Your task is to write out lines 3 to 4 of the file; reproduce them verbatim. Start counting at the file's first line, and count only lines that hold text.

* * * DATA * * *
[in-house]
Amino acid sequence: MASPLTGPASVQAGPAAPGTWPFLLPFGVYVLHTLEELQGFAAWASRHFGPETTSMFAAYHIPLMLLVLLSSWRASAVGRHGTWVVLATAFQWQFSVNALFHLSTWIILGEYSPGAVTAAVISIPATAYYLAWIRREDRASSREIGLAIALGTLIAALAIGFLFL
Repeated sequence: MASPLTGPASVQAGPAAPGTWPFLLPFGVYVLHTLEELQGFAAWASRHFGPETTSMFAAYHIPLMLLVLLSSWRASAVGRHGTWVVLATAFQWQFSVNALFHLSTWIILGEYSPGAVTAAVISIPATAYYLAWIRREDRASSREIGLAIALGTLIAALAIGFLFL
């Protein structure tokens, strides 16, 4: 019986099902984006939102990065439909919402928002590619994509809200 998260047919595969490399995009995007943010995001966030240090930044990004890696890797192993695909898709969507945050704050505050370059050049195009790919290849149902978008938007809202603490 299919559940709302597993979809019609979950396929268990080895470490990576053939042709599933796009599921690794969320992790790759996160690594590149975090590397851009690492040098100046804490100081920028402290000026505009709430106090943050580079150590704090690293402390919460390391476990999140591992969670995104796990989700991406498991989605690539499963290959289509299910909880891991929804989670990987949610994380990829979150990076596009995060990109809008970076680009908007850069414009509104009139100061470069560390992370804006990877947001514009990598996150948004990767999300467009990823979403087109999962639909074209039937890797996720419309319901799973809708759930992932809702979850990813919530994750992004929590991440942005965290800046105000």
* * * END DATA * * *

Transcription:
Repeated sequence: MASPLTGPASVQAGPAAPGTWPFLLPFGVYVLHTLEELQGFAAWASRHFGPETTSMFAAYHIPLMLLVLLSSWRASAVGRHGTWVVLATAFQWQFSVNALFHLSTWIILGEYSPGAVTAAVISIPATAYYLAWIRREDRASSREIGLAIALGTLIAALAIGFLFL
């Protein structure tokens, strides 16, 4: 019986099902984006939102990065439909919402928002590619994509809200 998260047919595969490399995009995007943010995001966030240090930044990004890696890797192993695909898709969507945050704050505050370059050049195009790919290849149902978008938007809202603490 299919559940709302597993979809019609979950396929268990080895470490990576053939042709599933796009599921690794969320992790790759996160690594590149975090590397851009690492040098100046804490100081920028402290000026505009709430106090943050580079150590704090690293402390919460390391476990999140591992969670995104796990989700991406498991989605690539499963290959289509299910909880891991929804989670990987949610994380990829979150990076596009995060990109809008970076680009908007850069414009509104009139100061470069560390992370804006990877947001514009990598996150948004990767999300467009990823979403087109999962639909074209039937890797996720419309319901799973809708759930992932809702979850990813919530994750992004929590991440942005965290800046105000």